Envelopes go through the sorting machine twice. The first time the machine uploads images of the signatures for the election officials to review. If there is no signature, the envelope is placed in a special batch for steps explained below. After signature review, the envelopes are sent through the machine again. This time, the machine groups envelopes with approved signatures into batches of 200, and staff prepare accompanying tracking paperwork. From this point on, the information you find when you “track your ballot” refers to your ballot’s batch of 200.

In the second sorting, the machine also separates out envelopes that have been flagged for having problematic signatures. These are set aside for next steps.

Signature matching

If the envelope was not signed. A letter is sent to that voter with instructions about how to “cure their signature,” so that their vote can be counted. The voter may also receive a phone call, if the elections office has a valid phone number on file for the voter. The letter usually goes out the same day, and the voter has until the day before the election is certified to respond. This year, that date is November 23.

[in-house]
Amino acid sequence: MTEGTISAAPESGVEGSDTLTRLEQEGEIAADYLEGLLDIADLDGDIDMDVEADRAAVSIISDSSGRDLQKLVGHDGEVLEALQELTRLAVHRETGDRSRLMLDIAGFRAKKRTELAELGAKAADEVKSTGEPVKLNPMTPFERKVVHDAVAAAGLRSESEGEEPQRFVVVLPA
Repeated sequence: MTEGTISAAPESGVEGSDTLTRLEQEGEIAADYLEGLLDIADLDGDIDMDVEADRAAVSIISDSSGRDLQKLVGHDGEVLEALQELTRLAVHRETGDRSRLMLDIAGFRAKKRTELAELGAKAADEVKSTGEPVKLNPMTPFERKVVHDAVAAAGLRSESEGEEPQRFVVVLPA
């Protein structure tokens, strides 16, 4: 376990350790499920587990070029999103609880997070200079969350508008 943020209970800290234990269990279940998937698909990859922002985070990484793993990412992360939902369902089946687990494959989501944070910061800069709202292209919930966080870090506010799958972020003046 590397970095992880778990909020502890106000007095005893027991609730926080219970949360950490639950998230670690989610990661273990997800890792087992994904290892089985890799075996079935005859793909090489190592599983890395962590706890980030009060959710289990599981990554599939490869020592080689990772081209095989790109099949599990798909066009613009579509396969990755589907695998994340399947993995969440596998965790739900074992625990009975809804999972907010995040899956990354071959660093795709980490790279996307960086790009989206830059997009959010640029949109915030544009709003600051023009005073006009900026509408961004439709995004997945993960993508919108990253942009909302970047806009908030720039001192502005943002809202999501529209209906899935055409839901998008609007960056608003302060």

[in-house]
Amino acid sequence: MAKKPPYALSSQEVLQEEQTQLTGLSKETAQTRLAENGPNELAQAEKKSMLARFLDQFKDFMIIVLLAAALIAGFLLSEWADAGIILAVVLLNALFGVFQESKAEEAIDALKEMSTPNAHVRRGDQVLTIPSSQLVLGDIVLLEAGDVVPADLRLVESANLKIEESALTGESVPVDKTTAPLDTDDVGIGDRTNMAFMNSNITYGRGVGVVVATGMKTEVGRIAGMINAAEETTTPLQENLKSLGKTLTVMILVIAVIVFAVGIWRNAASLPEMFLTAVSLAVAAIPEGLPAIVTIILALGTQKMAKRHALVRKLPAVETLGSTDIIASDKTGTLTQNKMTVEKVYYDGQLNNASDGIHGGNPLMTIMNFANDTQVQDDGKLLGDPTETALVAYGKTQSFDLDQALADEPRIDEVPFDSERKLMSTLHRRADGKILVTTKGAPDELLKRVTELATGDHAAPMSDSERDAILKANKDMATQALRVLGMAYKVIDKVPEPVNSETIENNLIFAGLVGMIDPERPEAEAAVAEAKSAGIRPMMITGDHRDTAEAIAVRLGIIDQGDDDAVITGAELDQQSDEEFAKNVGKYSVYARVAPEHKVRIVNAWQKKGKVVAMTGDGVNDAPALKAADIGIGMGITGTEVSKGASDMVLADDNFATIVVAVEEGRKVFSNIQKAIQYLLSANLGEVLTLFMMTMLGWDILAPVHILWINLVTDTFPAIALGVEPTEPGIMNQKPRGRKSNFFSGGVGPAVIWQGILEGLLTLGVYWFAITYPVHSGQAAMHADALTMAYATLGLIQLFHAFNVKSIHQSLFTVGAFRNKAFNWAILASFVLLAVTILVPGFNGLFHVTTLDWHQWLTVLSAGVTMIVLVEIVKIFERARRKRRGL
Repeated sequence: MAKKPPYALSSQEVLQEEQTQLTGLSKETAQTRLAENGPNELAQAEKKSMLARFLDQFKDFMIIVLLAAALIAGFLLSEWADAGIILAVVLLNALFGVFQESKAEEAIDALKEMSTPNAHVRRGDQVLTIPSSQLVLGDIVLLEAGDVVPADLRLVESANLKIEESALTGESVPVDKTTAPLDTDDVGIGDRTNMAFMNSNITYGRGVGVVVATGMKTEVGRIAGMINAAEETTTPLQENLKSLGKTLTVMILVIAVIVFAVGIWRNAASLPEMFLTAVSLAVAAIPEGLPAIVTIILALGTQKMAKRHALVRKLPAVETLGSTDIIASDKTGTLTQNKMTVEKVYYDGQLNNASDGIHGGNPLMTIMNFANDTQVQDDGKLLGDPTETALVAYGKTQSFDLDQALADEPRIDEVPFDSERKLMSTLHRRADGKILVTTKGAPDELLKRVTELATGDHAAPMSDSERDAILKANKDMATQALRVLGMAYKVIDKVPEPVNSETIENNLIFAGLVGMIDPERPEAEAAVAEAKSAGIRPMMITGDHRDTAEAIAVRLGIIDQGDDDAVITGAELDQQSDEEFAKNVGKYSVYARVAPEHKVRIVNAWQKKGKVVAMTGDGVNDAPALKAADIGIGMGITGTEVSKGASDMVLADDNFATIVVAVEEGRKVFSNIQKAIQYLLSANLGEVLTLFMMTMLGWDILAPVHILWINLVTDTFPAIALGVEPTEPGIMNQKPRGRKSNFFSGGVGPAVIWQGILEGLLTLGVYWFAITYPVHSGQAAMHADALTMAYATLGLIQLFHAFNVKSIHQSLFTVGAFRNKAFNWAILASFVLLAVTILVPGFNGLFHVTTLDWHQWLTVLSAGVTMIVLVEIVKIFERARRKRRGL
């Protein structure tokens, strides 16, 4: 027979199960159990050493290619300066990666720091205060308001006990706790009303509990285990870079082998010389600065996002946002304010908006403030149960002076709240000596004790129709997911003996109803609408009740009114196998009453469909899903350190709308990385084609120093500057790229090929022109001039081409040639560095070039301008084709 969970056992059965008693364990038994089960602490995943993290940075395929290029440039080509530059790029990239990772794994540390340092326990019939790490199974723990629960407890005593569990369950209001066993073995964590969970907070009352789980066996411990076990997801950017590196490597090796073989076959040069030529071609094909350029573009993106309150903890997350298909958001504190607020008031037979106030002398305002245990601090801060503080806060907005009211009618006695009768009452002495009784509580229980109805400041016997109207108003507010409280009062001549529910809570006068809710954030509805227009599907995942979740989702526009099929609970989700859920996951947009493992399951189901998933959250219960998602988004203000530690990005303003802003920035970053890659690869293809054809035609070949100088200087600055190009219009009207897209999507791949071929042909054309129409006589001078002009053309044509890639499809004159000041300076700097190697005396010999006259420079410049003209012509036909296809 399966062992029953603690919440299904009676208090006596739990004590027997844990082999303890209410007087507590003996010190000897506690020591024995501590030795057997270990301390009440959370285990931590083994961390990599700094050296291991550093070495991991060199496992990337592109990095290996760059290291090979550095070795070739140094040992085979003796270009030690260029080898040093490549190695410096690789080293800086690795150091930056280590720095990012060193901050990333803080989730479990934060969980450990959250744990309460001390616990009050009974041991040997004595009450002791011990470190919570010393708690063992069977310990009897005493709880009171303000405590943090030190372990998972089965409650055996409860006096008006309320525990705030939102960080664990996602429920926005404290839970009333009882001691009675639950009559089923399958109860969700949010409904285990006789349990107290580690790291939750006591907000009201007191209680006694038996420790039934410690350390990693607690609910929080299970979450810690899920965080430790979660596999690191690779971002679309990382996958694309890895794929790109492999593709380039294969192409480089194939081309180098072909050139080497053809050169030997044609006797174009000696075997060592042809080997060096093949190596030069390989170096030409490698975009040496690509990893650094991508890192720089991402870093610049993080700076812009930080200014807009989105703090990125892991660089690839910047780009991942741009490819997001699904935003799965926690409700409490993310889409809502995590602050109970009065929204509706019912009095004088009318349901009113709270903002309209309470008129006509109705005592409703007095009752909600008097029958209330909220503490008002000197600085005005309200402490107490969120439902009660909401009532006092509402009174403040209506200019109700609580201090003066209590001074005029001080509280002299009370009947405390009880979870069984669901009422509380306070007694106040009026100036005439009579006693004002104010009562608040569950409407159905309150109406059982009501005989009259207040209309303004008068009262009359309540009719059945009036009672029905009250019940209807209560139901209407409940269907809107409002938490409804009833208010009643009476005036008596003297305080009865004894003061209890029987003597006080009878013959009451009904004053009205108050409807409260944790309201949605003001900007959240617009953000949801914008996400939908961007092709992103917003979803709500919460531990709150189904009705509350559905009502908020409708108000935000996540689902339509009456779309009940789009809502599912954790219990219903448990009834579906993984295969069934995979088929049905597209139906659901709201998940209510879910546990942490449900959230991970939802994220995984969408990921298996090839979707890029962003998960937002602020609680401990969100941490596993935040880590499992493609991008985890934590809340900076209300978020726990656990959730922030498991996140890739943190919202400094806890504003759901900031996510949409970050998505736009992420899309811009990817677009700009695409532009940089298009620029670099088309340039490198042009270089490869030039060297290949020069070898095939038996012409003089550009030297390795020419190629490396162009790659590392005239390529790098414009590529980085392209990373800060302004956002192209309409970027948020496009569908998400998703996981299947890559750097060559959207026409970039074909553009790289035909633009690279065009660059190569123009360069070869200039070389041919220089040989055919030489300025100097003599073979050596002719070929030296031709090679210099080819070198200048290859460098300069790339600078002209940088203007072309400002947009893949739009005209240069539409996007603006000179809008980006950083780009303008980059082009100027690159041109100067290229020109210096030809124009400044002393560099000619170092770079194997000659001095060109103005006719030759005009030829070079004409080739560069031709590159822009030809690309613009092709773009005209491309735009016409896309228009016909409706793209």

If the envelope has been signed, trained elections office employees compare the signature to the voter’s official reference signatures. There are three sources of signatures that are considered valid as reference signatures: the signature on a voter’s registration form, the signature on a department of licensing record, or the signature on a signature update form. Signatures on prior ballot envelopes cannot be used as reference signatures.

A human being, not a machine, compares every set of signatures. Elections employees are trained by the Washington State Patrol’s handwriting analysis team and receive refresher trainings almost every year. The signatures don’t have to be identical, but they have to match handwriting characteristics.

People’s signatures do change as they age. Dalton says there is usually a shift around age 30. If your handwriting changes enough, you may receive a letter from with a signature update form and instructions for verifying your new, more mature signature.

Questioned signatures are checked by three different employees. If all three checkers agree that it doesn’t pass, a letter is sent to the voter with instructions on how they can “cure their signature.”

There could be two possible reasons a signature doesn’t match.

1. The voter signed in an unusual way (maybe on the hood of their car), and the signature was distorted. In this case they will receive the letter and can contact the elections office and cure their signature. Signatures must be cured in person, and the individual must present valid ID.